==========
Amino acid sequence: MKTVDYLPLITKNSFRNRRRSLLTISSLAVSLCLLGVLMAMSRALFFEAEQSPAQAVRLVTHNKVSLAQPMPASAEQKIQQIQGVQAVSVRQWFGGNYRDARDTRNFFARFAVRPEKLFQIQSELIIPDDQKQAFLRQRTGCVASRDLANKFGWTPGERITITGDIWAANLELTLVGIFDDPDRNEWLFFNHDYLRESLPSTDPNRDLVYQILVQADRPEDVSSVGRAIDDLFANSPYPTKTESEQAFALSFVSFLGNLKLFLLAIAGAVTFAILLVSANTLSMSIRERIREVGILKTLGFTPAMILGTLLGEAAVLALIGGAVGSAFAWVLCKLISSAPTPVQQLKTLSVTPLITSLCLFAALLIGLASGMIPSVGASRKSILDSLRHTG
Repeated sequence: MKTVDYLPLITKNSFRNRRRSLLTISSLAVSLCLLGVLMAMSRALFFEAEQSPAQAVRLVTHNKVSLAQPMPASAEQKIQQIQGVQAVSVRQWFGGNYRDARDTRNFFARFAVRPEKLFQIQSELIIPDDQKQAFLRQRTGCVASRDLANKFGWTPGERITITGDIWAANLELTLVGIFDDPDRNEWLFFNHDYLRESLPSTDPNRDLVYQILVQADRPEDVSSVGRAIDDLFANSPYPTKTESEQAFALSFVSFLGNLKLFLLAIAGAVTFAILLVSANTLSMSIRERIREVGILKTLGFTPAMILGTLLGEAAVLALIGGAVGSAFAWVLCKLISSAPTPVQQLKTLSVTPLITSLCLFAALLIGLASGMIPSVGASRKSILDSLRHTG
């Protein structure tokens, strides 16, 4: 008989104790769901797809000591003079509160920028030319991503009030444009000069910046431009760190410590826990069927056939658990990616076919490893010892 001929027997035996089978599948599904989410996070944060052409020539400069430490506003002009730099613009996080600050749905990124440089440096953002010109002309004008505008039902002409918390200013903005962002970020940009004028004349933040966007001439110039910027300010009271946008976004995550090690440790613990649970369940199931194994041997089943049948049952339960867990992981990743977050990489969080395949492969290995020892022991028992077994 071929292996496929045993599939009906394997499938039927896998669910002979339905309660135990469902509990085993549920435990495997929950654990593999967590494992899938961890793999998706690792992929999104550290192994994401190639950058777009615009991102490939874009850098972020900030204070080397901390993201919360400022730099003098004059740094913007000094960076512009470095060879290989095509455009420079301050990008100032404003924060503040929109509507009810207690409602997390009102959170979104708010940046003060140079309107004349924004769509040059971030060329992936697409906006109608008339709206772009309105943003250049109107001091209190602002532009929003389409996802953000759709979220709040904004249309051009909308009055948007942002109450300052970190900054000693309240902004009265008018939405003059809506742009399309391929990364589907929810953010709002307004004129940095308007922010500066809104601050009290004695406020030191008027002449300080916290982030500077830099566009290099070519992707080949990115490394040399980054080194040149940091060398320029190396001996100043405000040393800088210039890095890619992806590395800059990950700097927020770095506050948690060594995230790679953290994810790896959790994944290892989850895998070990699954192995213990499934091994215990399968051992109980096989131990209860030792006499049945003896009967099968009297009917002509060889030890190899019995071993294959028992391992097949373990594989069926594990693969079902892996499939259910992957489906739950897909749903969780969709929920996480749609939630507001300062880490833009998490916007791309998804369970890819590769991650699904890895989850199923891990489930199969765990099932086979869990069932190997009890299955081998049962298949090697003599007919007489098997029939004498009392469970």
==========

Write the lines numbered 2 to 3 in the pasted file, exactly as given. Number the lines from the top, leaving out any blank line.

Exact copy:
Repeated sequence: MKTVDYLPLITKNSFRNRRRSLLTISSLAVSLCLLGVLMAMSRALFFEAEQSPAQAVRLVTHNKVSLAQPMPASAEQKIQQIQGVQAVSVRQWFGGNYRDARDTRNFFARFAVRPEKLFQIQSELIIPDDQKQAFLRQRTGCVASRDLANKFGWTPGERITITGDIWAANLELTLVGIFDDPDRNEWLFFNHDYLRESLPSTDPNRDLVYQILVQADRPEDVSSVGRAIDDLFANSPYPTKTESEQAFALSFVSFLGNLKLFLLAIAGAVTFAILLVSANTLSMSIRERIREVGILKTLGFTPAMILGTLLGEAAVLALIGGAVGSAFAWVLCKLISSAPTPVQQLKTLSVTPLITSLCLFAALLIGLASGMIPSVGASRKSILDSLRHTG
């Protein structure tokens, strides 16, 4: 008989104790769901797809000591003079509160920028030319991503009030444009000069910046431009760190410590826990069927056939658990990616076919490893010892 001929027997035996089978599948599904989410996070944060052409020539400069430490506003002009730099613009996080600050749905990124440089440096953002010109002309004008505008039902002409918390200013903005962002970020940009004028004349933040966007001439110039910027300010009271946008976004995550090690440790613990649970369940199931194994041997089943049948049952339960867990992981990743977050990489969080395949492969290995020892022991028992077994 071929292996496929045993599939009906394997499938039927896998669910002979339905309660135990469902509990085993549920435990495997929950654990593999967590494992899938961890793999998706690792992929999104550290192994994401190639950058777009615009991102490939874009850098972020900030204070080397901390993201919360400022730099003098004059740094913007000094960076512009470095060879290989095509455009420079301050990008100032404003924060503040929109509507009810207690409602997390009102959170979104708010940046003060140079309107004349924004769509040059971030060329992936697409906006109608008339709206772009309105943003250049109107001091209190602002532009929003389409996802953000759709979220709040904004249309051009909308009055948007942002109450300052970190900054000693309240902004009265008018939405003059809506742009399309391929990364589907929810953010709002307004004129940095308007922010500066809104601050009290004695406020030191008027002449300080916290982030500077830099566009290099070519992707080949990115490394040399980054080194040149940091060398320029190396001996100043405000040393800088210039890095890619992806590395800059990950700097927020770095506050948690060594995230790679953290994810790896959790994944290892989850895998070990699954192995213990499934091994215990399968051992109980096989131990209860030792006499049945003896009967099968009297009917002509060889030890190899019995071993294959028992391992097949373990594989069926594990693969079902892996499939259910992957489906739950897909749903969780969709929920996480749609939630507001300062880490833009998490916007791309998804369970890819590769991650699904890895989850199923891990489930199969765990099932086979869990069932190997009890299955081998049962298949090697003599007919007489098997029939004498009392469970």